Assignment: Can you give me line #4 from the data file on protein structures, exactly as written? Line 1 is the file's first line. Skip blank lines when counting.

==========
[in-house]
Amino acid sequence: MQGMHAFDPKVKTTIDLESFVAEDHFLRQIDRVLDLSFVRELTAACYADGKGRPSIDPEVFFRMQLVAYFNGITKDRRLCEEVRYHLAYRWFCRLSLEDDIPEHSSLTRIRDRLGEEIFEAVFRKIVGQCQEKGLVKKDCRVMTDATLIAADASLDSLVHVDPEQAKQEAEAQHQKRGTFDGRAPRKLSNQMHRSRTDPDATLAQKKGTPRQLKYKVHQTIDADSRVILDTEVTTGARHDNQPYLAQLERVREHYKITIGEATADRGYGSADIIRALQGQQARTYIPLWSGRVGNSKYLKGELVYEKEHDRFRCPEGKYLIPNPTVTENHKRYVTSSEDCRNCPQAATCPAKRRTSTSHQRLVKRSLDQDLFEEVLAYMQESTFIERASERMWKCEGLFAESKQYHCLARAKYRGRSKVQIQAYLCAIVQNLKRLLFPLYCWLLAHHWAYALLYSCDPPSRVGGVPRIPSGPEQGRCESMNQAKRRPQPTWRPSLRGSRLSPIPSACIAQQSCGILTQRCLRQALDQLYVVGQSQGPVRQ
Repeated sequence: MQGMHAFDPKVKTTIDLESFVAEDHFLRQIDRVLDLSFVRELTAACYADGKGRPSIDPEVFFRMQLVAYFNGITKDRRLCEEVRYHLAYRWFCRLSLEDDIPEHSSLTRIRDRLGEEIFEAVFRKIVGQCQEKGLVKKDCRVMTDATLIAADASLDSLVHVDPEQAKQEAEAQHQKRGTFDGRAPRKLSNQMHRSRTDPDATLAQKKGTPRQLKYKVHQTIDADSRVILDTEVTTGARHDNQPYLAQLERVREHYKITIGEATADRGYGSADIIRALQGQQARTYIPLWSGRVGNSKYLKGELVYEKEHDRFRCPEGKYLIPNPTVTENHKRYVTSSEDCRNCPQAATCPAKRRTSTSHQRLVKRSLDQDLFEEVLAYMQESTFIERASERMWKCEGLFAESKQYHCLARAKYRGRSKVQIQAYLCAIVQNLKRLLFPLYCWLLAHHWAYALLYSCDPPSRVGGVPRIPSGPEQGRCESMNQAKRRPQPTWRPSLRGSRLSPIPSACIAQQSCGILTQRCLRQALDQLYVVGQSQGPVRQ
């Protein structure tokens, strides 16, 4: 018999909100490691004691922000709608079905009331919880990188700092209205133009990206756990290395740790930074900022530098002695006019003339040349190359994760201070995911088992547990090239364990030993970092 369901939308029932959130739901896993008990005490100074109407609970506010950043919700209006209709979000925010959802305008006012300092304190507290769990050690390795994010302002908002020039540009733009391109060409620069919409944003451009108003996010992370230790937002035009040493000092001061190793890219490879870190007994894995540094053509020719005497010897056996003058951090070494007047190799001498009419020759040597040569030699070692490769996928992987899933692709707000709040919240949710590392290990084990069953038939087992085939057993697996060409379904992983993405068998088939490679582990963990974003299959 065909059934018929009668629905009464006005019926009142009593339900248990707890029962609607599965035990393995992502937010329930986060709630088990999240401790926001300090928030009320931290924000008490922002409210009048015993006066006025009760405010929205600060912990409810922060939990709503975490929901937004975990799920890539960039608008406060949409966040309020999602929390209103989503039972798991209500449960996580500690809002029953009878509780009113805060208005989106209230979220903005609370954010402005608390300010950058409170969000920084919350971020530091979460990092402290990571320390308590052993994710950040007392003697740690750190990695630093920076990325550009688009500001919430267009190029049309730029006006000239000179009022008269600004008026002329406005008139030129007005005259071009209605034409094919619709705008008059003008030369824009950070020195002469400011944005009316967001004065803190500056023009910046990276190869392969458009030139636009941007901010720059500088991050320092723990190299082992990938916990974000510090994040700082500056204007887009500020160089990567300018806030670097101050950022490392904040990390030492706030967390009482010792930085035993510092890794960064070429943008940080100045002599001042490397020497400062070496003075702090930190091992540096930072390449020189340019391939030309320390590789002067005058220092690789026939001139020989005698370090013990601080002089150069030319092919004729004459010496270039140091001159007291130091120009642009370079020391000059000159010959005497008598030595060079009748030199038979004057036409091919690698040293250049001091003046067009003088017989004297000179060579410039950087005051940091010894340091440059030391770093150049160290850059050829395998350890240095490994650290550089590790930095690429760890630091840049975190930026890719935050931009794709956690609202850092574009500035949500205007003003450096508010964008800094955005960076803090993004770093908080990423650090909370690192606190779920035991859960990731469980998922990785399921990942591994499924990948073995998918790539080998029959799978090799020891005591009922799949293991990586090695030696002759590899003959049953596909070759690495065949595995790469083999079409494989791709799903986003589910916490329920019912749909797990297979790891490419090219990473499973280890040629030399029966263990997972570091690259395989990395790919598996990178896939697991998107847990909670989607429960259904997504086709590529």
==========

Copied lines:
């Protein structure tokens, strides 16, 4: 018999909100490691004691922000709608079905009331919880990188700092209205133009990206756990290395740790930074900022530098002695006019003339040349190359994760201070995911088992547990090239364990030993970092 369901939308029932959130739901896993008990005490100074109407609970506010950043919700209006209709979000925010959802305008006012300092304190507290769990050690390795994010302002908002020039540009733009391109060409620069919409944003451009108003996010992370230790937002035009040493000092001061190793890219490879870190007994894995540094053509020719005497010897056996003058951090070494007047190799001498009419020759040597040569030699070692490769996928992987899933692709707000709040919240949710590392290990084990069953038939087992085939057993697996060409379904992983993405068998088939490679582990963990974003299959 065909059934018929009668629905009464006005019926009142009593339900248990707890029962609607599965035990393995992502937010329930986060709630088990999240401790926001300090928030009320931290924000008490922002409210009048015993006066006025009760405010929205600060912990409810922060939990709503975490929901937004975990799920890539960039608008406060949409966040309020999602929390209103989503039972798991209500449960996580500690809002029953009878509780009113805060208005989106209230979220903005609370954010402005608390300010950058409170969000920084919350971020530091979460990092402290990571320390308590052993994710950040007392003697740690750190990695630093920076990325550009688009500001919430267009190029049309730029006006000239000179009022008269600004008026002329406005008139030129007005005259071009209605034409094919619709705008008059003008030369824009950070020195002469400011944005009316967001004065803190500056023009910046990276190869392969458009030139636009941007901010720059500088991050320092723990190299082992990938916990974000510090994040700082500056204007887009500020160089990567300018806030670097101050950022490392904040990390030492706030967390009482010792930085035993510092890794960064070429943008940080100045002599001042490397020497400062070496003075702090930190091992540096930072390449020189340019391939030309320390590789002067005058220092690789026939001139020989005698370090013990601080002089150069030319092919004729004459010496270039140091001159007291130091120009642009370079020391000059000159010959005497008598030595060079009748030199038979004057036409091919690698040293250049001091003046067009003088017989004297000179060579410039950087005051940091010894340091440059030391770093150049160290850059050829395998350890240095490994650290550089590790930095690429760890630091840049975190930026890719935050931009794709956690609202850092574009500035949500205007003003450096508010964008800094955005960076803090993004770093908080990423650090909370690192606190779920035991859960990731469980998922990785399921990942591994499924990948073995998918790539080998029959799978090799020891005591009922799949293991990586090695030696002759590899003959049953596909070759690495065949595995790469083999079409494989791709799903986003589910916490329920019912749909797990297979790891490419090219990473499973280890040629030399029966263990997972570091690259395989990395790919598996990178896939697991998107847990909670989607429960259904997504086709590529």